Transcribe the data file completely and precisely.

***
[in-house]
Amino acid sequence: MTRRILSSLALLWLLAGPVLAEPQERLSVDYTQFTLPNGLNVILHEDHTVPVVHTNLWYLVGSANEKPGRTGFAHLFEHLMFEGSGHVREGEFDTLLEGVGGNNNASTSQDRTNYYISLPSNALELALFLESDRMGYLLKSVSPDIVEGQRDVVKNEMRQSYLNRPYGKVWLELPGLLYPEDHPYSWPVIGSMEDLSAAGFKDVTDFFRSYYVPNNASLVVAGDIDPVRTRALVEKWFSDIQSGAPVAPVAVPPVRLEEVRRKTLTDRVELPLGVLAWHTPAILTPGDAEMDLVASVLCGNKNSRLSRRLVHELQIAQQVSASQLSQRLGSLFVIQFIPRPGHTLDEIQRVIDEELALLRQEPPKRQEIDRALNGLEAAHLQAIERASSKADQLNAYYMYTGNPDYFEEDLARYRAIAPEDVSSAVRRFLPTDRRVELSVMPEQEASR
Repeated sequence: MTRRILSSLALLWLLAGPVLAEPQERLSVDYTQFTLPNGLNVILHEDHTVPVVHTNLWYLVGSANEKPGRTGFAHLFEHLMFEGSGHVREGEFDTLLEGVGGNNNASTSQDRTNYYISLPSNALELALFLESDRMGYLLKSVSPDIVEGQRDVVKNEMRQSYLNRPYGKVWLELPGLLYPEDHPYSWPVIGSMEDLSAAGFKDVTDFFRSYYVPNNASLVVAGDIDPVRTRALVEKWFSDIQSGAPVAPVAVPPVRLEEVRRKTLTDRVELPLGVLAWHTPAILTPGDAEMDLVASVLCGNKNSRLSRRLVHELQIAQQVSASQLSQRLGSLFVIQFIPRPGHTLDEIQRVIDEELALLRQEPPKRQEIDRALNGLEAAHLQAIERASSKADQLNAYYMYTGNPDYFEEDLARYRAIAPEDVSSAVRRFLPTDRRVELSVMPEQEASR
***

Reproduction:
[in-house]
Amino acid sequence: MTRRILSSLALLWLLAGPVLAEPQERLSVDYTQFTLPNGLNVILHEDHTVPVVHTNLWYLVGSANEKPGRTGFAHLFEHLMFEGSGHVREGEFDTLLEGVGGNNNASTSQDRTNYYISLPSNALELALFLESDRMGYLLKSVSPDIVEGQRDVVKNEMRQSYLNRPYGKVWLELPGLLYPEDHPYSWPVIGSMEDLSAAGFKDVTDFFRSYYVPNNASLVVAGDIDPVRTRALVEKWFSDIQSGAPVAPVAVPPVRLEEVRRKTLTDRVELPLGVLAWHTPAILTPGDAEMDLVASVLCGNKNSRLSRRLVHELQIAQQVSASQLSQRLGSLFVIQFIPRPGHTLDEIQRVIDEELALLRQEPPKRQEIDRALNGLEAAHLQAIERASSKADQLNAYYMYTGNPDYFEEDLARYRAIAPEDVSSAVRRFLPTDRRVELSVMPEQEASR
Repeated sequence: MTRRILSSLALLWLLAGPVLAEPQERLSVDYTQFTLPNGLNVILHEDHTVPVVHTNLWYLVGSANEKPGRTGFAHLFEHLMFEGSGHVREGEFDTLLEGVGGNNNASTSQDRTNYYISLPSNALELALFLESDRMGYLLKSVSPDIVEGQRDVVKNEMRQSYLNRPYGKVWLELPGLLYPEDHPYSWPVIGSMEDLSAAGFKDVTDFFRSYYVPNNASLVVAGDIDPVRTRALVEKWFSDIQSGAPVAPVAVPPVRLEEVRRKTLTDRVELPLGVLAWHTPAILTPGDAEMDLVASVLCGNKNSRLSRRLVHELQIAQQVSASQLSQRLGSLFVIQFIPRPGHTLDEIQRVIDEELALLRQEPPKRQEIDRALNGLEAAHLQAIERASSKADQLNAYYMYTGNPDYFEEDLARYRAIAPEDVSSAVRRFLPTDRRVELSVMPEQEASR